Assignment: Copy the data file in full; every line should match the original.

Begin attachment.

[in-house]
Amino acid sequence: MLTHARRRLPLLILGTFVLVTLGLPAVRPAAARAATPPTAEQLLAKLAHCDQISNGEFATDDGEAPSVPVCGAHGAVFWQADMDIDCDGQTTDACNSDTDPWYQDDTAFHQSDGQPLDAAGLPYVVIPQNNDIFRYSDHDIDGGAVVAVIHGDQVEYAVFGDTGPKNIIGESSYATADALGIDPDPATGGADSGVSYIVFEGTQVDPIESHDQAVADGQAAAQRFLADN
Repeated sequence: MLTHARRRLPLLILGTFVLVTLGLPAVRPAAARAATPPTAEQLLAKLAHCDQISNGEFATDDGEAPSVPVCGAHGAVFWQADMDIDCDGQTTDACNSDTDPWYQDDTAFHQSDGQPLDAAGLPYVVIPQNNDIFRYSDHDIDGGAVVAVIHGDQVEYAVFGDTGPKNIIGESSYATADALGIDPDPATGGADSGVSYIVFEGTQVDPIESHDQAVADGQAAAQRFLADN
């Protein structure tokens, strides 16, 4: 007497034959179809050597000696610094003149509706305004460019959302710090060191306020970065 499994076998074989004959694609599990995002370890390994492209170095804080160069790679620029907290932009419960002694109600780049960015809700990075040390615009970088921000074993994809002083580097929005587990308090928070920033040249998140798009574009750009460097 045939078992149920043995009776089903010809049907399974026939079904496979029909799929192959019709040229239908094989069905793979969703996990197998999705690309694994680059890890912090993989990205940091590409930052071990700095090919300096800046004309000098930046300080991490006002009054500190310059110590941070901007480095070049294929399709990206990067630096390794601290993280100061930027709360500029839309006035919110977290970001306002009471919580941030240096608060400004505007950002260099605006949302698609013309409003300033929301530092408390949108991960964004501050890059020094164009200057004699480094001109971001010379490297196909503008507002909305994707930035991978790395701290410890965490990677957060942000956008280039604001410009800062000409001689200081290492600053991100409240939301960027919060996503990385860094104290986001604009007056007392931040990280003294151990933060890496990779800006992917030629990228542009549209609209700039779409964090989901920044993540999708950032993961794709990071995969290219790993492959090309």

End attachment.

[in-house]
Amino acid sequence: MLTHARRRLPLLILGTFVLVTLGLPAVRPAAARAATPPTAEQLLAKLAHCDQISNGEFATDDGEAPSVPVCGAHGAVFWQADMDIDCDGQTTDACNSDTDPWYQDDTAFHQSDGQPLDAAGLPYVVIPQNNDIFRYSDHDIDGGAVVAVIHGDQVEYAVFGDTGPKNIIGESSYATADALGIDPDPATGGADSGVSYIVFEGTQVDPIESHDQAVADGQAAAQRFLADN
Repeated sequence: MLTHARRRLPLLILGTFVLVTLGLPAVRPAAARAATPPTAEQLLAKLAHCDQISNGEFATDDGEAPSVPVCGAHGAVFWQADMDIDCDGQTTDACNSDTDPWYQDDTAFHQSDGQPLDAAGLPYVVIPQNNDIFRYSDHDIDGGAVVAVIHGDQVEYAVFGDTGPKNIIGESSYATADALGIDPDPATGGADSGVSYIVFEGTQVDPIESHDQAVADGQAAAQRFLADN
């Protein structure tokens, strides 16, 4: 007497034959179809050597000696610094003149509706305004460019959302710090060191306020970065 499994076998074989004959694609599990995002370890390994492209170095804080160069790679620029907290932009419960002694109600780049960015809700990075040390615009970088921000074993994809002083580097929005587990308090928070920033040249998140798009574009750009460097 045939078992149920043995009776089903010809049907399974026939079904496979029909799929192959019709040229239908094989069905793979969703996990197998999705690309694994680059890890912090993989990205940091590409930052071990700095090919300096800046004309000098930046300080991490006002009054500190310059110590941070901007480095070049294929399709990206990067630096390794601290993280100061930027709360500029839309006035919110977290970001306002009471919580941030240096608060400004505007950002260099605006949302698609013309409003300033929301530092408390949108991960964004501050890059020094164009200057004699480094001109971001010379490297196909503008507002909305994707930035991978790395701290410890965490990677957060942000956008280039604001410009800062000409001689200081290492600053991100409240939301960027919060996503990385860094104290986001604009007056007392931040990280003294151990933060890496990779800006992917030629990228542009549209609209700039779409964090989901920044993540999708950032993961794709990071995969290219790993492959090309």